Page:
Researchers and clinicians in the field of addiction are discovering and discussing a long-known but here-to-for unnamed phenomenon in addiction, called Addiction Memory. We first used this term in our work eight years ago to describe a clinical phenomenon, whereby an individual who suffers from addiction has a specific, hard-wired recall of an addiction related euphoric event (or conversely, a horrid event) that was associated with drug or alcohol use. The event had to overwhelm normal memory channels, producing a memory video clip that the recovering addict cannot shake off. The intense replay of such memories haunts the recovering addict and produce relapse in its hapless victims. We noted its presence in some but not all drug and alcohol abusers, but especially in those who abuse rapid onset drugs (such as IV methamphetamine, crack and heroin). We have also noted that it appears more often in patients who have been the victims of trauma.
Memory and learning are also intimately involved in addiction in other ways as well. In 2005, Dr. Steven Hyman from NIMH describes the importance of memory circuits and learned behavior in a fine synthetic article titled Addiction: A Disease of Learning and Memory. The importance of the multiple types of learning in the genesis and re-enactment of addiction behaviors is an important and expanding topic.
We proposed that one specific type of memory (Addiction Memory) uses the same neural circuits that are responsible for Post Traumatic Stress Disorder. The PTSD response is generated when an experience overwhelms our collector of day to day memories. Normally, the hippocampus in our brain (with support from many structures in the cortex and cerebellum) records or experience for learning and adaptation of the human organism. However, when physical and sexual abuse, auto accidents, war-related events and tragic, unexpected deaths of loved ones occurs, the standard memory collection system becomes overwhelmed. A different type of memory circuit is engaged which results in the clinical phenomenon: Post Traumatic Stress Disorder. Several things occur when the "PTSD memory circuit" engages. The first is the experience is recorded into a slow-motion high definition video recorder in the mind. Time slows down. Emotions curiously extracted from the recording, but come back later during the playback of PTSD memories. The memory stays stuck in the head, and its playback is triggered erratically, often by seemingly unrelated day-to-day events. However, the worst part of such memories is that they stay in this video clip format, and do not become integrated into our episodic memory. Meaning and connections with related content does not occur (some say this occurs during REM sleep). This "contextualizing" of past memories helps us learn and evolve. When this contextualizing process (into episodic memory from short term memory) fails, the victim of PTSD is more prone to repeat the event; they have not learned from the event. This is one of the reasons victims of PTSD are prone allow themselves to be revictimized by trauma. Retraumatization and compulsive reenactment of traumatic incidents occur for other important reasons as well, some off which involve an interaction with the brains important reward circuitry.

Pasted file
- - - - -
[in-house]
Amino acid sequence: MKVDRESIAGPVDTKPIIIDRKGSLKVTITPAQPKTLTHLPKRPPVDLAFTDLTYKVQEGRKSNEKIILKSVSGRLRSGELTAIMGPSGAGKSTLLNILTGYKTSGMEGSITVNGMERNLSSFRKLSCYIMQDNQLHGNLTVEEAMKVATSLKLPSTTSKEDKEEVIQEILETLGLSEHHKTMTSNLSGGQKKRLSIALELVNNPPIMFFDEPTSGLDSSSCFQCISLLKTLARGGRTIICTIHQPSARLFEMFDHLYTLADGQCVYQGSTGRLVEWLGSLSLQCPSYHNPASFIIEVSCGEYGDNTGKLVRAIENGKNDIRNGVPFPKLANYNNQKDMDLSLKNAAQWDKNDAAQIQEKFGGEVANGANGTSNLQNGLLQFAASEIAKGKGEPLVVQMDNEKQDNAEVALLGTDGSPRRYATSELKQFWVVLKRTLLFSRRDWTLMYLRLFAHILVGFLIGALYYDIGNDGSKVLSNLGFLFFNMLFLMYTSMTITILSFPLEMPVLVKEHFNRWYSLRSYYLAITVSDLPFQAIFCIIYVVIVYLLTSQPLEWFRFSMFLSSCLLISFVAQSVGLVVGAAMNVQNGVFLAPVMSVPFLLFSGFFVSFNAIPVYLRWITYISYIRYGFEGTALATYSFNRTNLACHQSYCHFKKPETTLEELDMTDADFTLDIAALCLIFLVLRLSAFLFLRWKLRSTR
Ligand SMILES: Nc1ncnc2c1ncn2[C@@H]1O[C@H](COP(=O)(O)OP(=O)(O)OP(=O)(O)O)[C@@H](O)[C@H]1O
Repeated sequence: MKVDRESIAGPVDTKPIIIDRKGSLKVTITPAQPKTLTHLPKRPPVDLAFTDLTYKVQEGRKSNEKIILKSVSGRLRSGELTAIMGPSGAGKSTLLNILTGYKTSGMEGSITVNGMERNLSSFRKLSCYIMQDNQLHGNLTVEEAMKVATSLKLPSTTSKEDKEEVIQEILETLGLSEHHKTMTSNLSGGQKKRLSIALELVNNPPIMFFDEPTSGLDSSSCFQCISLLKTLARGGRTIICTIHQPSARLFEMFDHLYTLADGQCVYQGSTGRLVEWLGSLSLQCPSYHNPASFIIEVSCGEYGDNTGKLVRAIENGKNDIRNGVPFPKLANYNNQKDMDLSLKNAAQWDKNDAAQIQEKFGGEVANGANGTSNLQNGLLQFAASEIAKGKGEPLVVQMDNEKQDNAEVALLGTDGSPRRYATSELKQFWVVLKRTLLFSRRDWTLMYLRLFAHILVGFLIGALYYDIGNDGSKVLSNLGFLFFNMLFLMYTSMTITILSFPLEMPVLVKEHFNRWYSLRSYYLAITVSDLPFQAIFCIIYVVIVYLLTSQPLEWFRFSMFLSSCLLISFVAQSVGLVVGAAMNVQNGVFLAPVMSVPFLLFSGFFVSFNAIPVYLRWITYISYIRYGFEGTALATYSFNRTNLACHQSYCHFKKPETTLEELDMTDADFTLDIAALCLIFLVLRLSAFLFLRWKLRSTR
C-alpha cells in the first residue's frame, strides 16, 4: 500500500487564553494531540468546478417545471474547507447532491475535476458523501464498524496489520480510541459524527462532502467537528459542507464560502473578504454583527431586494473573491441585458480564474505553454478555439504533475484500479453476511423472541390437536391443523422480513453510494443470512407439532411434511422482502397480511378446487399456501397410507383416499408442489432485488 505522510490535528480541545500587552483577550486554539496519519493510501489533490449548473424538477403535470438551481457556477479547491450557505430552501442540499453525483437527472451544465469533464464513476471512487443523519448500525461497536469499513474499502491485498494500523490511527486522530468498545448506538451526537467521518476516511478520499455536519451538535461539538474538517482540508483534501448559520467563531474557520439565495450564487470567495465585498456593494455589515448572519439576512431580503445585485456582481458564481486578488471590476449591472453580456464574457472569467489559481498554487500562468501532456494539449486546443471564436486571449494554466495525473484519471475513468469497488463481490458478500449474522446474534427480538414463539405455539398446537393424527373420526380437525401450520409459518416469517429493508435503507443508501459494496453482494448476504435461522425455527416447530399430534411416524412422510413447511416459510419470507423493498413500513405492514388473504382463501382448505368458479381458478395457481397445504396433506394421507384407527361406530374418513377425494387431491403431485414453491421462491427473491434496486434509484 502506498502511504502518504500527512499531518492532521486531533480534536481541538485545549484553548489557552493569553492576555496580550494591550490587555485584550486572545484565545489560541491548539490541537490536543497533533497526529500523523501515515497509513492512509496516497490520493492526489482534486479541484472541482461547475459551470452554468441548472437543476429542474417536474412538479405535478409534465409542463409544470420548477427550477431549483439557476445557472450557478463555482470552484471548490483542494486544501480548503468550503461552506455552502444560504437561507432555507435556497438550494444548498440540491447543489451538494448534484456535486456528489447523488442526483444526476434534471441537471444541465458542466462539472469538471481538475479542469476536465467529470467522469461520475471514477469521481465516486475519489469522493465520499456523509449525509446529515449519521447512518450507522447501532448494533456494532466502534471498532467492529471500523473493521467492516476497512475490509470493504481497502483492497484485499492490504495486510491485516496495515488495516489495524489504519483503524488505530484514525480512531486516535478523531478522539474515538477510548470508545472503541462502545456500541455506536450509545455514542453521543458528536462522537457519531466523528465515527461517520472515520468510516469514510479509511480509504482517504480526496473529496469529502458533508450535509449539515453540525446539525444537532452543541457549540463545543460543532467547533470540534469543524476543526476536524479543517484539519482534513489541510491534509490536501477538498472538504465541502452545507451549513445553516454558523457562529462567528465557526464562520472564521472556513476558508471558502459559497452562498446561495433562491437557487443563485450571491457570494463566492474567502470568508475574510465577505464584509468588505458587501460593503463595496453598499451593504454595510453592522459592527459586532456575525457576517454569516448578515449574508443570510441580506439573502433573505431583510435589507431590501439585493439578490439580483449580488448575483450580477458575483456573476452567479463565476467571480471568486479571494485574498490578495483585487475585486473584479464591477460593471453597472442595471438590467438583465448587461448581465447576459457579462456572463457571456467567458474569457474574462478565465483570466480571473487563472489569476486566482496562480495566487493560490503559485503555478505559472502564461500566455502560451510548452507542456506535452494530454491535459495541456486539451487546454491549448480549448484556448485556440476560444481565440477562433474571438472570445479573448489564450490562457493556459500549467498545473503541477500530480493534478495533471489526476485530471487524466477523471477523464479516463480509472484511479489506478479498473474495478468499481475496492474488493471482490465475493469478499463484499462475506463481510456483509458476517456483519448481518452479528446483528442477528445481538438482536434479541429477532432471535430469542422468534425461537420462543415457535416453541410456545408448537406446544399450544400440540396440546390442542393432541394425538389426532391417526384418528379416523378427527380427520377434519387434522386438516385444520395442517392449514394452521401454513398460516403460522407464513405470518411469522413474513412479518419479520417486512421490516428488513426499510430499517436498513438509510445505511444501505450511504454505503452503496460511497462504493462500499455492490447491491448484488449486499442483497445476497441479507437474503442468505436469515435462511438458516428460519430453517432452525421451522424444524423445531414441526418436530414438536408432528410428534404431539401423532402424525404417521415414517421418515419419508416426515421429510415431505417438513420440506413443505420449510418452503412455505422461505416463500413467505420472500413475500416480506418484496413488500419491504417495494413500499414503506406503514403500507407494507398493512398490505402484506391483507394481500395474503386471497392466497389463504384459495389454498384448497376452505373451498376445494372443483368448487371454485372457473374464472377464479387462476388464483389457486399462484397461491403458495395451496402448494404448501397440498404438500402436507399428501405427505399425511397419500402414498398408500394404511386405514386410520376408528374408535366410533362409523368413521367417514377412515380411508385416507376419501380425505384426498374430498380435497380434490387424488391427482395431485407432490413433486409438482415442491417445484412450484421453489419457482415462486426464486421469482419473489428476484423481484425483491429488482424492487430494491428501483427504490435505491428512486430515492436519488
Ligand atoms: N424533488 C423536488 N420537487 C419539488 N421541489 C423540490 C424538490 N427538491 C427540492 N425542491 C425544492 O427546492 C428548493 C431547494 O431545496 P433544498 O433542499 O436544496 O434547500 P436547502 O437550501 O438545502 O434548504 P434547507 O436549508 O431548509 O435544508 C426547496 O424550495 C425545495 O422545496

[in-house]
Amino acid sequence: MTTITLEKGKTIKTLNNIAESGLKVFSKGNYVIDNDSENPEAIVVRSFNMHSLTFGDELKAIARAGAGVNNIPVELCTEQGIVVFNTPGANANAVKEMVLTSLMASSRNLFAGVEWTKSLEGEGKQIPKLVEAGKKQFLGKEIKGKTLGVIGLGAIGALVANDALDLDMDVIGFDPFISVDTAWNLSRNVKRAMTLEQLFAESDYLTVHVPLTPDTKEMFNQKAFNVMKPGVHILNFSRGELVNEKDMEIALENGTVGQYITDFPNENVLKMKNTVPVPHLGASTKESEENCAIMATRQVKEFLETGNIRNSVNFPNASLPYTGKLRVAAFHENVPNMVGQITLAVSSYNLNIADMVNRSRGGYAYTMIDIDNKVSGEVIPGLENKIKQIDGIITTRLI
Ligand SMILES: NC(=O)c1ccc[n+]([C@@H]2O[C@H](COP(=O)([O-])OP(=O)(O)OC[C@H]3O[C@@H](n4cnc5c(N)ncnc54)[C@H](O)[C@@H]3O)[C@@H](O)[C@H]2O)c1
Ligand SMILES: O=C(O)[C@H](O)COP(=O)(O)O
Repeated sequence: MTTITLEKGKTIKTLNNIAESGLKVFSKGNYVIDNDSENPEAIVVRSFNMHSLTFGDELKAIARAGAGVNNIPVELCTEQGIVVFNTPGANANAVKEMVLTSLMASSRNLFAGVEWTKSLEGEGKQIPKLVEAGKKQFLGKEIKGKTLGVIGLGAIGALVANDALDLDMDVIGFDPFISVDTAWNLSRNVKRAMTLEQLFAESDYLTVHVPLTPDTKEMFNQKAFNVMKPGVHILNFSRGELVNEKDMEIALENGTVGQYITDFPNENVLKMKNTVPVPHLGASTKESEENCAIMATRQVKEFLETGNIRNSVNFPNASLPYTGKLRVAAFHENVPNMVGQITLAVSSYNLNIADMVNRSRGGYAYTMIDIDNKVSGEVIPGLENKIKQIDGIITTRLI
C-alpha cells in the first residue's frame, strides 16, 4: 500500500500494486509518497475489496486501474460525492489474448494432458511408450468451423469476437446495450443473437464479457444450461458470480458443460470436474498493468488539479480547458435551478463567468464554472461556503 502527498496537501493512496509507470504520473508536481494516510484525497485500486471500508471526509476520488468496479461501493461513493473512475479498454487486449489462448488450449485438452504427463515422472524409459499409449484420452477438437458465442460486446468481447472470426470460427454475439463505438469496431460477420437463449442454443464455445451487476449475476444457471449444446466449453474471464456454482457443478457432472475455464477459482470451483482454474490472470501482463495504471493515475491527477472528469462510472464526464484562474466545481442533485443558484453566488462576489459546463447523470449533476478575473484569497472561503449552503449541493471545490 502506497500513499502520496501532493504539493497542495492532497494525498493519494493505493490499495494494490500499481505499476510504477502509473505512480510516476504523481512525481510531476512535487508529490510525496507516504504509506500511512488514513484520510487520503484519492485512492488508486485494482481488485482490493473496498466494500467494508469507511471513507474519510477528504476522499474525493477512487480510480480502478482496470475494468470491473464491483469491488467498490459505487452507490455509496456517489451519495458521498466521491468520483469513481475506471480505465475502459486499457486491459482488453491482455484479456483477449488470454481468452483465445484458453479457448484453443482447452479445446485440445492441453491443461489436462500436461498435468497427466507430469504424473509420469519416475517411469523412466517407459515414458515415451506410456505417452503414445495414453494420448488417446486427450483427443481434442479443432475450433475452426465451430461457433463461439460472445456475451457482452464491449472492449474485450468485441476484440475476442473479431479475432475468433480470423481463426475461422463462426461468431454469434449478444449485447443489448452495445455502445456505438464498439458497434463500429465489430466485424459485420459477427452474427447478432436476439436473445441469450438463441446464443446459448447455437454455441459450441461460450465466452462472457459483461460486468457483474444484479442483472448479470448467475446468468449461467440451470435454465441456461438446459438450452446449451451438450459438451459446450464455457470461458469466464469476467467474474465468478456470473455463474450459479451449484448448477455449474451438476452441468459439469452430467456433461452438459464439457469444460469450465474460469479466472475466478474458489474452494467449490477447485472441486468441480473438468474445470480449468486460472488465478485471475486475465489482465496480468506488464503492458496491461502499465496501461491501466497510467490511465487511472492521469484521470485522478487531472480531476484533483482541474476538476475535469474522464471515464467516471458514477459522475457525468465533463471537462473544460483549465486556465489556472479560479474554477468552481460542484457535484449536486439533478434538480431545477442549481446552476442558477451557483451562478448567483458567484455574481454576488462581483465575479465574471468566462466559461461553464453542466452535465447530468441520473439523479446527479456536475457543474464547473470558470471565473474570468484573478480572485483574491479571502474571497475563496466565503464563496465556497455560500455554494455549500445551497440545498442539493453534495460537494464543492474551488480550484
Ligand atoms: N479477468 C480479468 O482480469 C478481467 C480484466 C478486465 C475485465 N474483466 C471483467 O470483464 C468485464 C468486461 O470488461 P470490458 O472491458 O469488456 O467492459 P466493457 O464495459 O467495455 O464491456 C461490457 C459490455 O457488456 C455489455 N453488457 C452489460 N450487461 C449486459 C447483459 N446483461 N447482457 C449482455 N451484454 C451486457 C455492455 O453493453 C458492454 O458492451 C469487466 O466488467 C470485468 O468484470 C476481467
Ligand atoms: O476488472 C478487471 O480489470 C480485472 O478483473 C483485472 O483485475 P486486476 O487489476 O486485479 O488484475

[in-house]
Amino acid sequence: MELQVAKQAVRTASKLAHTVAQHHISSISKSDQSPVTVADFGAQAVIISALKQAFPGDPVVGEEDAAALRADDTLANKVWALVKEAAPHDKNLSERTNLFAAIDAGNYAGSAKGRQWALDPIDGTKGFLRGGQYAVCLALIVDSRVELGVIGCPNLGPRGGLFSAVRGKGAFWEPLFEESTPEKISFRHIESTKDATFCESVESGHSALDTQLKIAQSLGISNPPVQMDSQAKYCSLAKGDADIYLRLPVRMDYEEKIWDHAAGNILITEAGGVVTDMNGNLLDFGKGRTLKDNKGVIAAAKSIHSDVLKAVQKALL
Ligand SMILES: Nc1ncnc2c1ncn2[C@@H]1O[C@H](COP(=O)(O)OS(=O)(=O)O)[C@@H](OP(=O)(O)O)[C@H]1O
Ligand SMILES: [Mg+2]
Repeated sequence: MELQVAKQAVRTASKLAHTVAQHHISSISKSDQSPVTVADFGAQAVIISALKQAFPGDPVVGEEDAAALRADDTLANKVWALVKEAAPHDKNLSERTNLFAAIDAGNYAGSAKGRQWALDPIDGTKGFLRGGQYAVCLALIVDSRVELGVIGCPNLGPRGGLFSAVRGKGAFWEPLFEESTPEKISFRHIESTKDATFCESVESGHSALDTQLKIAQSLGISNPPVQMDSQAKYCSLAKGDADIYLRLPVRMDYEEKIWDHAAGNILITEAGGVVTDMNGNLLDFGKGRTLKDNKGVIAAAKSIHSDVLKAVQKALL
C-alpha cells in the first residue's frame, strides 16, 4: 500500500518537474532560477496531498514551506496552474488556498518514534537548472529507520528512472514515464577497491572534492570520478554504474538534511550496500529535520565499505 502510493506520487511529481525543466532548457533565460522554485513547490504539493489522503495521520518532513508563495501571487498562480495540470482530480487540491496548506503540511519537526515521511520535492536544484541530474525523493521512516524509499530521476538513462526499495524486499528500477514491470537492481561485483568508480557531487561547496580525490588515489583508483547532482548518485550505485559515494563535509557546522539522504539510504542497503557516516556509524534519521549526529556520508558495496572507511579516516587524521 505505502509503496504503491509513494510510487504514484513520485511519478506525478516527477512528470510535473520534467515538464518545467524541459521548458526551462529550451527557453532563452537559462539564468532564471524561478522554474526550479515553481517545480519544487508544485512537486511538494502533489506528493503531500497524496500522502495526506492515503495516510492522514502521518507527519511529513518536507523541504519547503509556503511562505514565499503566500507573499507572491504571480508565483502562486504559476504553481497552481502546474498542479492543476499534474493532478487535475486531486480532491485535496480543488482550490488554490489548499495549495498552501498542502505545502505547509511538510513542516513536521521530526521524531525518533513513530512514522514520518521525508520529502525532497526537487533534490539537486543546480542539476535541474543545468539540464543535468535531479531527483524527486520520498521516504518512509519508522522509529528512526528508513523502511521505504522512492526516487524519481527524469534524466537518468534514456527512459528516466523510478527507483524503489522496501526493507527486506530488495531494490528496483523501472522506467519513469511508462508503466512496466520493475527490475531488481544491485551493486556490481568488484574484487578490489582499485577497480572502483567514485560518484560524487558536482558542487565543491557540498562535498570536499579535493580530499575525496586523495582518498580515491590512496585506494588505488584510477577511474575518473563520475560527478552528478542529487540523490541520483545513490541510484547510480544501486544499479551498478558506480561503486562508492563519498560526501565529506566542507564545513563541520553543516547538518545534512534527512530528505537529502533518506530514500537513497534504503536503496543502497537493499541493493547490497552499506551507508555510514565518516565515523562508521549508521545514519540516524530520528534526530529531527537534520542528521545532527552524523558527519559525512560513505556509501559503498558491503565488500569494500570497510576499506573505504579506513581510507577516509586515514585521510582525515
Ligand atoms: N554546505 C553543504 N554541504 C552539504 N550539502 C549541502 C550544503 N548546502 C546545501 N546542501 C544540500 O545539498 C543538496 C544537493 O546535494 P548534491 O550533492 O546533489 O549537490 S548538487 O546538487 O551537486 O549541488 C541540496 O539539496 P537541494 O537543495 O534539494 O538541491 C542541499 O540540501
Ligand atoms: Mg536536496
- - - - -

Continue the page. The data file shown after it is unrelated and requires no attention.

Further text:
In the same way, we posit, the addict who injects or smokes cocaine (for example) has a dark video clip wired into his or her brain. The video clip recalls extensive detail about the event with euphoric, but scary emotions when it plays. The human brain was not designed to make sense of intense drug experiences. As they become more intense the mind cannot process and conceptualize the life threatening aspects of the drug high. The memories are retained as important experiences for the addict, partly because the drug-induced euphoria is so strong and partly because the PTSD-like Addiction Memory tapes are not incorporated into normal memory after the drug use event occurs. The addict is pummeled when these tapes replay, often at vulnerable moments in recovery.
We have also noted that coupling frightening events with drug and alcohol use seems to produce a similar Addiction Memories. Our patients who take an unintentional overdose of cocaine become frightened feel that death is near and have a life traumatizing memory as a result. If they survive and enter treatment, we can detect a pathological and euphoric attachment to this event. Paradoxically, the frightening quality of a near-death experience produces an attachment to, instead of the expected revulsion away from the drug.
How can we use this understanding of Addiction Memory to increase the effectiveness of treatment? It is too early to come to any firm directions for the responsible clinician. In our treatment training, we are exploring using the traditional tools for PTSD treatment. Dr. Shapiro's Eye Movement Desensitization and Reprocessing (EMDR) technique shows early promise in decreasing the severity of haunting Addiction Memories. Reprogramming the brain through virtual experiences, and pairing the trauma memories with recovery skills may also help. If nothing else detecting such memories in your patients and normalizing them is a great start to help their recovery.
Hyman, S. Addiction: A Disease of Learning and Memory. American Journal of Psychiatry 2005; 162:1414-1422.